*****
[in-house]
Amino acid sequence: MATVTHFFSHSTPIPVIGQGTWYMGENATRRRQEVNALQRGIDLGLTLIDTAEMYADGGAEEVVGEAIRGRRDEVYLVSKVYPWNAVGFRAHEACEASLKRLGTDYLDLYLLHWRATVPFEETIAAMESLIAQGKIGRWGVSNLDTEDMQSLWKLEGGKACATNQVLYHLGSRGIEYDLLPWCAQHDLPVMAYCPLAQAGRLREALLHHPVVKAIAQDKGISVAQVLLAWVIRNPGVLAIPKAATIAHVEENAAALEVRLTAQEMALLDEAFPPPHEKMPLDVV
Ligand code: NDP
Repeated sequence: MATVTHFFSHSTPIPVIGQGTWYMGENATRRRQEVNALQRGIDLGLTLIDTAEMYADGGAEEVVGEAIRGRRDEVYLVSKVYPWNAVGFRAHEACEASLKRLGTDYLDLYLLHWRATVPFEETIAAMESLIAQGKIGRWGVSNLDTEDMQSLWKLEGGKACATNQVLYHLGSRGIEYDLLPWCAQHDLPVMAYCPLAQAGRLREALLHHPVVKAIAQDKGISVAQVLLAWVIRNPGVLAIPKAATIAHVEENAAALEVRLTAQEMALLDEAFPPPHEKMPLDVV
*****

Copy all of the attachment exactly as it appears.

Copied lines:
[in-house]
Amino acid sequence: MATVTHFFSHSTPIPVIGQGTWYMGENATRRRQEVNALQRGIDLGLTLIDTAEMYADGGAEEVVGEAIRGRRDEVYLVSKVYPWNAVGFRAHEACEASLKRLGTDYLDLYLLHWRATVPFEETIAAMESLIAQGKIGRWGVSNLDTEDMQSLWKLEGGKACATNQVLYHLGSRGIEYDLLPWCAQHDLPVMAYCPLAQAGRLREALLHHPVVKAIAQDKGISVAQVLLAWVIRNPGVLAIPKAATIAHVEENAAALEVRLTAQEMALLDEAFPPPHEKMPLDVV
Ligand code: NDP
Repeated sequence: MATVTHFFSHSTPIPVIGQGTWYMGENATRRRQEVNALQRGIDLGLTLIDTAEMYADGGAEEVVGEAIRGRRDEVYLVSKVYPWNAVGFRAHEACEASLKRLGTDYLDLYLLHWRATVPFEETIAAMESLIAQGKIGRWGVSNLDTEDMQSLWKLEGGKACATNQVLYHLGSRGIEYDLLPWCAQHDLPVMAYCPLAQAGRLREALLHHPVVKAIAQDKGISVAQVLLAWVIRNPGVLAIPKAATIAHVEENAAALEVRLTAQEMALLDEAFPPPHEKMPLDVV